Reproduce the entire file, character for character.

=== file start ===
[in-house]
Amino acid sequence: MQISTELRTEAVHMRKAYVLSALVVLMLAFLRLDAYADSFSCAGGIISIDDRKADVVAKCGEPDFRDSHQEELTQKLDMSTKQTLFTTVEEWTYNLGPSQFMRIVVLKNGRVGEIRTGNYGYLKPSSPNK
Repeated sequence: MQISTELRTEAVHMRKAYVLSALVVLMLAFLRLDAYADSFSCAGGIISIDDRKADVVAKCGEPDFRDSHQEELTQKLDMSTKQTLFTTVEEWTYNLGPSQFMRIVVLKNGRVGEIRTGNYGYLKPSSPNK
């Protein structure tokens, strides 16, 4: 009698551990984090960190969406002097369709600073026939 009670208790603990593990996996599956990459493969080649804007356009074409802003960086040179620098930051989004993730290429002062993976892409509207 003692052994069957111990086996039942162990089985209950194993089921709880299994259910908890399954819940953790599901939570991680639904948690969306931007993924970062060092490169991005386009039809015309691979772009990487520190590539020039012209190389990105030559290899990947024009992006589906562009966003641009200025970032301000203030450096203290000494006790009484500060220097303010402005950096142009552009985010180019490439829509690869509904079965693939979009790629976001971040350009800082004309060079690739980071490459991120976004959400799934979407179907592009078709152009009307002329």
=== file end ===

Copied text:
[in-house]
Amino acid sequence: MQISTELRTEAVHMRKAYVLSALVVLMLAFLRLDAYADSFSCAGGIISIDDRKADVVAKCGEPDFRDSHQEELTQKLDMSTKQTLFTTVEEWTYNLGPSQFMRIVVLKNGRVGEIRTGNYGYLKPSSPNK
Repeated sequence: MQISTELRTEAVHMRKAYVLSALVVLMLAFLRLDAYADSFSCAGGIISIDDRKADVVAKCGEPDFRDSHQEELTQKLDMSTKQTLFTTVEEWTYNLGPSQFMRIVVLKNGRVGEIRTGNYGYLKPSSPNK
């Protein structure tokens, strides 16, 4: 009698551990984090960190969406002097369709600073026939 009670208790603990593990996996599956990459493969080649804007356009074409802003960086040179620098930051989004993730290429002062993976892409509207 003692052994069957111990086996039942162990089985209950194993089921709880299994259910908890399954819940953790599901939570991680639904948690969306931007993924970062060092490169991005386009039809015309691979772009990487520190590539020039012209190389990105030559290899990947024009992006589906562009966003641009200025970032301000203030450096203290000494006790009484500060220097303010402005950096142009552009985010180019490439829509690869509904079965693939979009790629976001971040350009800082004309060079690739980071490459991120976004959400799934979407179907592009078709152009009307002329």